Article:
• Better stock management, stock water quality and stock productivity;
  • Improved habitat and diversity of native vegetation; and
  • Sequestering carbon.

The scale of riparian work has meant that some waterways in the state are now almost entirely fenced and protected. For example, the floodplain section of the Snowy River in East Gippsland is almost entirely fenced, about 2100 kilometres of the Glenelg River and its tributaries have been fenced and several waterways in the Goulburn Broken catchment are more than 80% protected from stock (for example, Ryans and Holland creeks, Taggerty and Howqua rivers).

Fencing and revegetation

Fencing to keep out livestock, and revegetation can lead to the rejuvination of riparian land.

Fenced agricultural land on right, creek and native vegetation on right
Fencing and revegetation on the Mitchell River, East Gippsland.
Photo courtesy East Gippsland CMA

Off-stream stock watering

Provision of off-stream stock watering infrastructure and controlled grazing help lessen the impact of livestock on riparian land.

Water tank and trough separated from creek by a fence
Off-stream stock watering. An important tool to manage stock access to waterways. Joyce’s Creek (Loddon River tributary).
Photo courtesy Johanna Slijkerman, DELWP

Weed management

Including weed and pest management in the maintenance of riparian land can greatly improve existing native vegetation.

Woman cutting back weeds by the river
Managing weeds along the lower Snowy River, East Gippsland, by crew of the Moogji Aboriginal Council.
Photo courtesy East Gippsland CMA

Case study: the Amery farm, Glenelg River, Mooree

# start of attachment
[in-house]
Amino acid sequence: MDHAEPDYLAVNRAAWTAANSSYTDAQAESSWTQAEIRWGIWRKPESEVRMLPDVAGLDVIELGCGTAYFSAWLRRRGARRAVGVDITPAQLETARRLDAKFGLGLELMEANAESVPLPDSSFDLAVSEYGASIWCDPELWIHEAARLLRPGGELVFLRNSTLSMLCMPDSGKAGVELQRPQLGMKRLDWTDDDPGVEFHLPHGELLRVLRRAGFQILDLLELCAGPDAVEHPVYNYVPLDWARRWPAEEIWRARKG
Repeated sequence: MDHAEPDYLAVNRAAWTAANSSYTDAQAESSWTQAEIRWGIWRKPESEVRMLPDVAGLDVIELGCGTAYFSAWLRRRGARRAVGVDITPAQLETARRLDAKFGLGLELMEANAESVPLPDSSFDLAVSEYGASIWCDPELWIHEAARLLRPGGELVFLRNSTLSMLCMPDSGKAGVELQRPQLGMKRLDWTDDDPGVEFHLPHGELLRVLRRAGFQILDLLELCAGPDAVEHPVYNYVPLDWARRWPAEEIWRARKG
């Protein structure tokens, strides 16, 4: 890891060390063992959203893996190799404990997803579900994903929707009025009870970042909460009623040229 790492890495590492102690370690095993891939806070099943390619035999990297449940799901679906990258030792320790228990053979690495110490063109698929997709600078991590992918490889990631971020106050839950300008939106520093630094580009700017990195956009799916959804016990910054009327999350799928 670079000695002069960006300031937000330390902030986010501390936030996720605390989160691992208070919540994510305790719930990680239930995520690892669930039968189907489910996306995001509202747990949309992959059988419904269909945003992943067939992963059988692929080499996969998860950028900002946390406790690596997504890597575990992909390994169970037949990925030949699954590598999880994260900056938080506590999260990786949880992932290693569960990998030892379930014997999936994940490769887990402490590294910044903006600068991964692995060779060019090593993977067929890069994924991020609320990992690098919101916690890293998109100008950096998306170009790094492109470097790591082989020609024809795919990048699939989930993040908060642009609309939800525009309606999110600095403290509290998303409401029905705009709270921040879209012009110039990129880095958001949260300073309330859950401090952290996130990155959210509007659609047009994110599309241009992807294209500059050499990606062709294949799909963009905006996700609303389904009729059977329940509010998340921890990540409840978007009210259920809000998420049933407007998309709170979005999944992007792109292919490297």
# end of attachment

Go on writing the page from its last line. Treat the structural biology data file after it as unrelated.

Farmer standing next to fenced riparian landIn 2010, Geoff and Cherryl Amery undertook their first Landcare project with the Glenelg Hopkins Catchment Management Authority. They had recently moved onto their property at Mooree with the Glenelg River running through it. While the cropping and sheep and cattle grazing property had idyllic river frontages, there were significant active eroding gullies leading into the river on the property.

Geoff says the motivation behind the project, “was to fence off the gully to exclude stock to protect it from further erosion”. He said, “the decision to undertake the works was easy, with the CMA providing funding for 1.2 kilometres of fencing and 1200 native trees and shrubs and providing technical assistance throughout the project.”

Other projects undertaken by the Amerys have included the protection of high quality native vegetation along the Glenelg River and land class fencing to better manage saline areas. These projects are part of Geoff and Cherryl’s overall farm plan. Geoff says:

The benefits have been amazing since completing the project. With ease of mustering stock now, and the protection for stock from weather, the project has been a real benefit. There is less or no erosion now, and the aesthetic appeal is absolutely beautiful, a paradise for bird life. A gully I was once ashamed of is now a place I take pride in, showing it to many visitors and our B & B Cottage guests. I have really appreciated the professional assistance that the CMA has been to me over the time I have been farming here at Harrow.

Photo, above: Geoff Amery on his property along the Glenelg River, Mooree, South West Victoria. Photo courtesy Glenelg Hopkins CMA.

Page last updated: 13/02/19